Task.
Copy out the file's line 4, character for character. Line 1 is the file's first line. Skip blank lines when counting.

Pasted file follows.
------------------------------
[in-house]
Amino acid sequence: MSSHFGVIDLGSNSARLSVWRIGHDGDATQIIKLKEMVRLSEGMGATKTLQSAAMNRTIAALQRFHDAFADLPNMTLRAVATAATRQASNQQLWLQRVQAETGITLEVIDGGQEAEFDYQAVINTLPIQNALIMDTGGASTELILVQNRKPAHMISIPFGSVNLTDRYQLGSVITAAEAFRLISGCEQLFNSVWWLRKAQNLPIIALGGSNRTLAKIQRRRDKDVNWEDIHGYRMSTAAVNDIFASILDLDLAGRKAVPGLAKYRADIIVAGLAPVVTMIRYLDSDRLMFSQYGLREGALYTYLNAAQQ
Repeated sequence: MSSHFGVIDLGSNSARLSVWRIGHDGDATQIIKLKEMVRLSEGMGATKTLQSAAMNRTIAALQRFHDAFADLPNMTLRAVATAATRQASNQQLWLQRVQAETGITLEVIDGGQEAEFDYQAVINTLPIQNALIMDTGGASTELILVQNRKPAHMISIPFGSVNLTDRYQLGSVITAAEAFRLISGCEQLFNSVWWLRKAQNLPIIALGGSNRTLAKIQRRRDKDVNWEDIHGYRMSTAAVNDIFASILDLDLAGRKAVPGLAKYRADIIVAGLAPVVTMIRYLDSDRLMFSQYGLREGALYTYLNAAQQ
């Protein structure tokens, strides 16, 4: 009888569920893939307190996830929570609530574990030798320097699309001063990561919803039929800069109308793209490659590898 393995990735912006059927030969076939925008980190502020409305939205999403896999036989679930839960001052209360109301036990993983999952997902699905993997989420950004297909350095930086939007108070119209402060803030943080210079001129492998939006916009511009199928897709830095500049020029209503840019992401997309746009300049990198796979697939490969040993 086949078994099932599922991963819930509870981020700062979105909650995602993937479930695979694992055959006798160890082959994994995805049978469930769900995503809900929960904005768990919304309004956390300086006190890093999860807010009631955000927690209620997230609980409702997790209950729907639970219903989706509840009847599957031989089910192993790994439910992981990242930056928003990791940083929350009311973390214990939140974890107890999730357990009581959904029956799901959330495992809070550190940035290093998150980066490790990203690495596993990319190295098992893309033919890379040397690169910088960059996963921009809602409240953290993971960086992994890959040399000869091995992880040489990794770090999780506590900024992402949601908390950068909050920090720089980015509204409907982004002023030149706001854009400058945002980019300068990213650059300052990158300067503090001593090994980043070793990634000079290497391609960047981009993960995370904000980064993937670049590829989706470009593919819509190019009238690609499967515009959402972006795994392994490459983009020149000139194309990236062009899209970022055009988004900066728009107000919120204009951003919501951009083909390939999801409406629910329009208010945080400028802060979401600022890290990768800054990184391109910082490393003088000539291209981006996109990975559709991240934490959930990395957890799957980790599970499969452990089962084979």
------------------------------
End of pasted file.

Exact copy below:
């Protein structure tokens, strides 16, 4: 009888569920893939307190996830929570609530574990030798320097699309001063990561919803039929800069109308793209490659590898 393995990735912006059927030969076939925008980190502020409305939205999403896999036989679930839960001052209360109301036990993983999952997902699905993997989420950004297909350095930086939007108070119209402060803030943080210079001129492998939006916009511009199928897709830095500049020029209503840019992401997309746009300049990198796979697939490969040993 086949078994099932599922991963819930509870981020700062979105909650995602993937479930695979694992055959006798160890082959994994995805049978469930769900995503809900929960904005768990919304309004956390300086006190890093999860807010009631955000927690209620997230609980409702997790209950729907639970219903989706509840009847599957031989089910192993790994439910992981990242930056928003990791940083929350009311973390214990939140974890107890999730357990009581959904029956799901959330495992809070550190940035290093998150980066490790990203690495596993990319190295098992893309033919890379040397690169910088960059996963921009809602409240953290993971960086992994890959040399000869091995992880040489990794770090999780506590900024992402949601908390950068909050920090720089980015509204409907982004002023030149706001854009400058945002980019300068990213650059300052990158300067503090001593090994980043070793990634000079290497391609960047981009993960995370904000980064993937670049590829989706470009593919819509190019009238690609499967515009959402972006795994392994490459983009020149000139194309990236062009899209970022055009988004900066728009107000919120204009951003919501951009083909390939999801409406629910329009208010945080400028802060979401600022890290990768800054990184391109910082490393003088000539291209981006996109990975559709991240934490959930990395957890799957980790599970499969452990089962084979």